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  32. Written for the Moment.Joseph S. Fulda - 2012 - Journal of Information Ethics 21 (1):21-26.
    This article argues that the disclosure, dissemination, sale, and publication of texts—such as text messages, e-mails, and letters—addressed to anyone other than the public at large are gravely and profoundly immoral. The argument has two strands, the first based on a conception of privacy largely due to Steven Davis (2009), and the second based on the concept of authorial autonomy and its reverse, authorial dilution.
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  33. Book Review: Home is Somewhere Else: Autobiography in Two Voices. [REVIEW]Desider Furst & Lilian R. Furst - 1995 - Philosophy and Literature 19 (1).
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  34. Reexperiencing Fiction and Non-Fiction.Richard J. Gerrig - 1989 - Journal of Aesthetics and Art Criticism 47 (3):277-280.
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  35. Selves on Selves: The Philosophical Significance of Autobiography.John Gibson - 2012 - Journal of Aesthetic Education 46 (4):109-119.
    Philosophers of literature do not take much of an interest in autobiography.1 In one sense this is not surprising. As a certain prejudice has it, autobiography is, along with biography, the preferred reading of people who do not really like to read. The very words can conjure up images of what one finds on bookshelves in Florida retirement communities and in underfunded public libraries, books with titles like Under the Rainbow: The Real Liza Minnelli or Me: Stories of My Life (...)
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  36. Form and Argument in Late Plato.Christopher Gill & Mary Margaret McCabe (eds.) - 1996 - Oxford University Press.
    Why did Plato put his philosophical arguments into dialogues, rather than presenting them in a plain and readily understandable fashion? A group of distinguished scholars here offer answers to this question by studying the relation between form and argument in his late dialogues. These penetrating studies show that the literary structure of the dialogues is of vital importance in the ongoing interpretation of Plato.
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  37. Autobiography.Eric Gill - 1942 - Journal of Aesthetics and Art Criticism 2 (5):72-73.
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  38. Violence in Biblical Narrative.René Girard - 1999 - Philosophy and Literature 23 (2):387-392.
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  39. El Humanismo de Humberto Sábato: ¿Visionario Del Último Engranaje?R. González - 2012 - Mapocho (72):13-26.
    Este es un ensayo homenaje a Ernesto Sábato, quien además de un connotado novelista fue un acérrimo crítico de la ciencia moderna y contemporánea, al plantear que reducir toda la realidad a las matemáticas ha favorecido la deshumanización y maquinización de la naturaleza y del hombre. Sin embargo, la tesis que se defiende aquí es que Sábato no fue igualmente perspicaz previendo de qué forma la Inteligencia Artificial clásica podría representar el pináculo de la deshumanización del hombre, pues esta considera (...)
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  40. Is History a Science?Eugene Goodheart - 2005 - Philosophy and Literature 29 (2):477-488.
    An odd, but persistent question. In _Guns, Steel and Germs, Jared Diamond's answer is that history is or should be a science. Like sociobiologists and evolutionary psychologists, he wants to extend the methods of the natural sciences to the social sciences and the humanities. My answer is an emphatic 'no!' E. H. Carr's _What is History? made an extended case for scientific history. The main burden of my essay is a dismantling of Carr's argument. Concerned with objective truth (_pace the (...)
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  41. On Philosophy as Therapy: Wittgenstein, Cavell, and Autobiographical Writing.Garry Hagberg - 2003 - Philosophy and Literature 27 (1):196-210.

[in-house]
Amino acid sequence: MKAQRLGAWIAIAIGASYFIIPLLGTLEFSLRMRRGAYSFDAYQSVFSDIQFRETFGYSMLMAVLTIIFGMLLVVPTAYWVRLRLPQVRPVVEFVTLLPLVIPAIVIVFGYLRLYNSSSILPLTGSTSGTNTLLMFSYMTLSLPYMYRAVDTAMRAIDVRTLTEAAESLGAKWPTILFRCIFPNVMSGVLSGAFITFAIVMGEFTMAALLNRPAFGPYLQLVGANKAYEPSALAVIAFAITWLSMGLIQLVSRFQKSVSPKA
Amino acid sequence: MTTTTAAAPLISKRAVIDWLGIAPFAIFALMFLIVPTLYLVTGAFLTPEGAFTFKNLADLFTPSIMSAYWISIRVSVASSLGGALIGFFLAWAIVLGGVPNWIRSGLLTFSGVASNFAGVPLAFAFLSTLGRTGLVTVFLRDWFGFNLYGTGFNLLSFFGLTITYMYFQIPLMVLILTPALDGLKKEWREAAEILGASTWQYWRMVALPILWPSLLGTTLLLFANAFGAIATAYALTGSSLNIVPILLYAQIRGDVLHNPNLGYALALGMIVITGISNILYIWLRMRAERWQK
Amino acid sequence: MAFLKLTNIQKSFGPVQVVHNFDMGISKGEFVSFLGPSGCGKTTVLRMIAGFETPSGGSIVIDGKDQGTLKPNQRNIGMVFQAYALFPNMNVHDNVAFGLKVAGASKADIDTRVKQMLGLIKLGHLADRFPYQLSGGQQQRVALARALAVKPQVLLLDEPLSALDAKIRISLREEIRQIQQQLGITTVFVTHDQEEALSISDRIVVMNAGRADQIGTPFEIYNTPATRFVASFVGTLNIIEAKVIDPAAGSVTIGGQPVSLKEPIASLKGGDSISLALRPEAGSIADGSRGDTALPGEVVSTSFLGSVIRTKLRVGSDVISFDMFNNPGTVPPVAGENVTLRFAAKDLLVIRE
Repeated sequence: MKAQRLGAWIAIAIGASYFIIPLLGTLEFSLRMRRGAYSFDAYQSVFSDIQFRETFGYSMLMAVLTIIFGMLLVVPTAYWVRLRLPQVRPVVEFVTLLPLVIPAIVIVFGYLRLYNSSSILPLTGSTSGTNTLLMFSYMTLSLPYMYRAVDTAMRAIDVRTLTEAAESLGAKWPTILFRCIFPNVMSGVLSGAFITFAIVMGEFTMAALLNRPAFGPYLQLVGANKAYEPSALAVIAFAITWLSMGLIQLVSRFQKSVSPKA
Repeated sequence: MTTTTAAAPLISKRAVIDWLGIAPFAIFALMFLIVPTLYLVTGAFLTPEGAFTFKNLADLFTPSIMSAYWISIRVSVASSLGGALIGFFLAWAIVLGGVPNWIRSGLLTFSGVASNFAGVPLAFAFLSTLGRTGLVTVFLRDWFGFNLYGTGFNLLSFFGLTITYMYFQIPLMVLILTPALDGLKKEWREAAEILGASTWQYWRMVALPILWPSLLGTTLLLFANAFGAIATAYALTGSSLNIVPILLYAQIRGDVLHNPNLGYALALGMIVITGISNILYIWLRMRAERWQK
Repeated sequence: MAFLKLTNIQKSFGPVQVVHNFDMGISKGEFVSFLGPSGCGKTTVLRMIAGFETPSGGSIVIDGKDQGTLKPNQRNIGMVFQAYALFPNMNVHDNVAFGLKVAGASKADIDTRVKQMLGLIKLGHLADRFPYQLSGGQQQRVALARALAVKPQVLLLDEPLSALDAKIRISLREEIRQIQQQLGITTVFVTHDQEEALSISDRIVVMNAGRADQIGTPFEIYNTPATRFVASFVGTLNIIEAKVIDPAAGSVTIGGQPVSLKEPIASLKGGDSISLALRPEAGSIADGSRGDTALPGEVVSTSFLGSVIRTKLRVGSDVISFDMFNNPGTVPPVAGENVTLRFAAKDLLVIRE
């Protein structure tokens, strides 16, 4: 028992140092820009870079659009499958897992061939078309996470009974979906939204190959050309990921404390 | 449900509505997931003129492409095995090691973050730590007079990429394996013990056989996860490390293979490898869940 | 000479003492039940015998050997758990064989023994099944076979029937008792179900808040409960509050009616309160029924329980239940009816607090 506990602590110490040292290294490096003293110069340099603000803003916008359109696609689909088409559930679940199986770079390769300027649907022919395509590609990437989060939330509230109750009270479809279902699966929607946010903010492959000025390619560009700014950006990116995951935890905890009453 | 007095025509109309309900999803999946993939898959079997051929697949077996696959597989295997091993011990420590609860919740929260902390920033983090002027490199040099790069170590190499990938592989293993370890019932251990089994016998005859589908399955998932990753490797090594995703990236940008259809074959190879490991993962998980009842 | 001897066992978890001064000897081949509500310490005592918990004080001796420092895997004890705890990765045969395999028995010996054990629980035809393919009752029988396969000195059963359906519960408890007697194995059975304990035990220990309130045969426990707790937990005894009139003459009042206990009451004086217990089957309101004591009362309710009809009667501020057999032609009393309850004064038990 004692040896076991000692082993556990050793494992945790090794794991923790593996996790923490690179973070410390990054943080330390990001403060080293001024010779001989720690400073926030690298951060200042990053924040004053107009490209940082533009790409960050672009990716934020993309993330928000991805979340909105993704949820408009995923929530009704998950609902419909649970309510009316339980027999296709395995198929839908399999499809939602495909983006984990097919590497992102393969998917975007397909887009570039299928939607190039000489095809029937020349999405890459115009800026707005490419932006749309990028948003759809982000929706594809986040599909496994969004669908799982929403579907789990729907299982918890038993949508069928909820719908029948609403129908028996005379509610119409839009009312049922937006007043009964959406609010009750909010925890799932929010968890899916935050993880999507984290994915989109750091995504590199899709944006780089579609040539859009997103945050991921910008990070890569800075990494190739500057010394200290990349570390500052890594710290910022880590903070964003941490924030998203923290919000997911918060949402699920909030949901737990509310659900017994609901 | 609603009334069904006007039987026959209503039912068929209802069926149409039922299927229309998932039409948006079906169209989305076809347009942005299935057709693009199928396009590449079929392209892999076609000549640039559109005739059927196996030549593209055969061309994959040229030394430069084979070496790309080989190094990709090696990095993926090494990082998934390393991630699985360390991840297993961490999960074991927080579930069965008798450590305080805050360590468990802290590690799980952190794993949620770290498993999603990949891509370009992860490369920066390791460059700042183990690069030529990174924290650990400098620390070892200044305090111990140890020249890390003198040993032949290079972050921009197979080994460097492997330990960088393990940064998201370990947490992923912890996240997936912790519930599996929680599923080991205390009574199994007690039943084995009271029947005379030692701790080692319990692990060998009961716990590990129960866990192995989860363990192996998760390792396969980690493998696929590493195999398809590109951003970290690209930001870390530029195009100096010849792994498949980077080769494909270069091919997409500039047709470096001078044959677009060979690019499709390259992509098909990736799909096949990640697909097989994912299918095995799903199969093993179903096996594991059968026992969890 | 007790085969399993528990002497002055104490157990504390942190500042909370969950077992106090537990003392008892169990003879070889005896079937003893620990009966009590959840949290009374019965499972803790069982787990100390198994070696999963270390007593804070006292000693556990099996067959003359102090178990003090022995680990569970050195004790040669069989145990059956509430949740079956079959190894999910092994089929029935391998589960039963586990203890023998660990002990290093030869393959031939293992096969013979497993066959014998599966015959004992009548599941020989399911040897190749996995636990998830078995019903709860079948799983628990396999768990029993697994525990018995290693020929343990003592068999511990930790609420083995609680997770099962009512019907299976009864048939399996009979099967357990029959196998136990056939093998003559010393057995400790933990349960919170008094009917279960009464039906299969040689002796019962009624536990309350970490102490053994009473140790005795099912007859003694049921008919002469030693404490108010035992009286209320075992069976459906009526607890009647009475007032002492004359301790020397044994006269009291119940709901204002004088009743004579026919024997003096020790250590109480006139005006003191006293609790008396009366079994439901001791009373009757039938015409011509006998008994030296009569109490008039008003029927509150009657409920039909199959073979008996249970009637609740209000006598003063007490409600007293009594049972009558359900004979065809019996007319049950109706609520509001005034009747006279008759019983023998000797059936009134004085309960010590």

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  42. Davidson, Self-Knowledge, and Autobiographical Writing.Garry Hagberg - 2002 - Philosophy and Literature 26 (2):354-368.
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  43. "Sociable Wisdom": Montaigne's Transformation of Philosophy.Ann Hartle - 2015 - Philosophy and Literature 39 (2):285-304.
    Montaigne’s last words in the Essays—the words that capture his entire project—are “sociable wisdom.” Philosophy has been transformed from the “love of wisdom” to “sociable wisdom” and this transformation is, at the same time, the transformation of the human world, the production of society, a new mode of human association. What is “sociable wisdom” and how has it produced this remarkable effect?Philosophy means “the love of wisdom.” Although the term is believed to have been used first by Pythagoras, Socrates presents (...)
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  44. Michel de Montaigne: Accidental Philosopher.Ann Hartle - 2003 - Cambridge University Press.
    Michel de Montaigne, the inventor of the essay, has always been acknowledged as a great literary figure but has never been thought of as a philosophical original. This book treats Montaigne as a serious thinker in his own right, taking as its point of departure Montaigne's description of himself as 'an unpremeditated and accidental philosopher'. Whereas previous commentators have treated Montaigne's Essays as embodying a scepticism harking back to classical sources, Ann Hartle offers an account that reveals Montaigne's thought to (...)
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  45. Montaigne's Accidental Moral Philosophy.Ann Hartle - 2000 - Philosophy and Literature 24 (1):138-153.
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  46. Getting the Message in Montaigne's.Patrick Henry - 2000 - Philosophy and Literature 24 (1).
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  47. Getting The Message in Montaigne's Essays.Patrick Gerard Henry - 2000 - Philosophy and Literature 24 (1):165-184.
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  48. Montaigne and the Quality of Mercy: Ethical and Political Themes in the Essais (Review).Patrick Gerard Henry - 1998 - Philosophy and Literature 22 (1):258-260.
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  49. Montaigne and the Quality of Mercy: Ethical and Political Themes in the Essais (Review).Patrick Patrick Gerard Henry - 1998 - Philosophy and Literature 22 (1):258-260.
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  50. Montaigne Among the Moderns: Receptions of the" Essais"(Review).Patrick Patrick Gerard Henry - 1995 - Philosophy and Literature 19 (1):140-142.